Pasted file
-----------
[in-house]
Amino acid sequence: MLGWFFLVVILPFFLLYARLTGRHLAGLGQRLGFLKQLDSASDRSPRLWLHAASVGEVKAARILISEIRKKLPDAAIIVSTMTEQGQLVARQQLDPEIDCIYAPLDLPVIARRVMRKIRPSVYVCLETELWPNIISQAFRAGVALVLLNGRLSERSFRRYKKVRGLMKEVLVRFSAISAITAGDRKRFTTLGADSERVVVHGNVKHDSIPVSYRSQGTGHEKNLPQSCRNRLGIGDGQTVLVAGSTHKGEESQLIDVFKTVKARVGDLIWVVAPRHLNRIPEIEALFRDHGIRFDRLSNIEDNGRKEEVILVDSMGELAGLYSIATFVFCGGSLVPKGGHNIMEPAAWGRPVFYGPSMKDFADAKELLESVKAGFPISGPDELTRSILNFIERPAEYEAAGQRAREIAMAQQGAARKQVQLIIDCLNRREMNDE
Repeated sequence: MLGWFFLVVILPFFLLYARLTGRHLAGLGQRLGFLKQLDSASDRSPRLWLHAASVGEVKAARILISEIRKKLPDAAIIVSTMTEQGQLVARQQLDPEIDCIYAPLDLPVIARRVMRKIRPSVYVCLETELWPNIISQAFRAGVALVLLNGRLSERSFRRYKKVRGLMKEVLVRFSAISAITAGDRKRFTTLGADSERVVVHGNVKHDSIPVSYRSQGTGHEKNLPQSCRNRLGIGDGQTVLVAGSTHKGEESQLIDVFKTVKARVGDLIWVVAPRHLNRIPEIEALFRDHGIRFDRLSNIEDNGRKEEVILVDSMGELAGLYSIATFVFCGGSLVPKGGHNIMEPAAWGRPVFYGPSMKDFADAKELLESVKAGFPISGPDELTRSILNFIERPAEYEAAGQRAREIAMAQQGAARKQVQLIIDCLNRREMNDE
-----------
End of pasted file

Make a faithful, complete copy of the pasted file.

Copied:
[in-house]
Amino acid sequence: MLGWFFLVVILPFFLLYARLTGRHLAGLGQRLGFLKQLDSASDRSPRLWLHAASVGEVKAARILISEIRKKLPDAAIIVSTMTEQGQLVARQQLDPEIDCIYAPLDLPVIARRVMRKIRPSVYVCLETELWPNIISQAFRAGVALVLLNGRLSERSFRRYKKVRGLMKEVLVRFSAISAITAGDRKRFTTLGADSERVVVHGNVKHDSIPVSYRSQGTGHEKNLPQSCRNRLGIGDGQTVLVAGSTHKGEESQLIDVFKTVKARVGDLIWVVAPRHLNRIPEIEALFRDHGIRFDRLSNIEDNGRKEEVILVDSMGELAGLYSIATFVFCGGSLVPKGGHNIMEPAAWGRPVFYGPSMKDFADAKELLESVKAGFPISGPDELTRSILNFIERPAEYEAAGQRAREIAMAQQGAARKQVQLIIDCLNRREMNDE
Repeated sequence: MLGWFFLVVILPFFLLYARLTGRHLAGLGQRLGFLKQLDSASDRSPRLWLHAASVGEVKAARILISEIRKKLPDAAIIVSTMTEQGQLVARQQLDPEIDCIYAPLDLPVIARRVMRKIRPSVYVCLETELWPNIISQAFRAGVALVLLNGRLSERSFRRYKKVRGLMKEVLVRFSAISAITAGDRKRFTTLGADSERVVVHGNVKHDSIPVSYRSQGTGHEKNLPQSCRNRLGIGDGQTVLVAGSTHKGEESQLIDVFKTVKARVGDLIWVVAPRHLNRIPEIEALFRDHGIRFDRLSNIEDNGRKEEVILVDSMGELAGLYSIATFVFCGGSLVPKGGHNIMEPAAWGRPVFYGPSMKDFADAKELLESVKAGFPISGPDELTRSILNFIERPAEYEAAGQRAREIAMAQQGAARKQVQLIIDCLNRREMNDE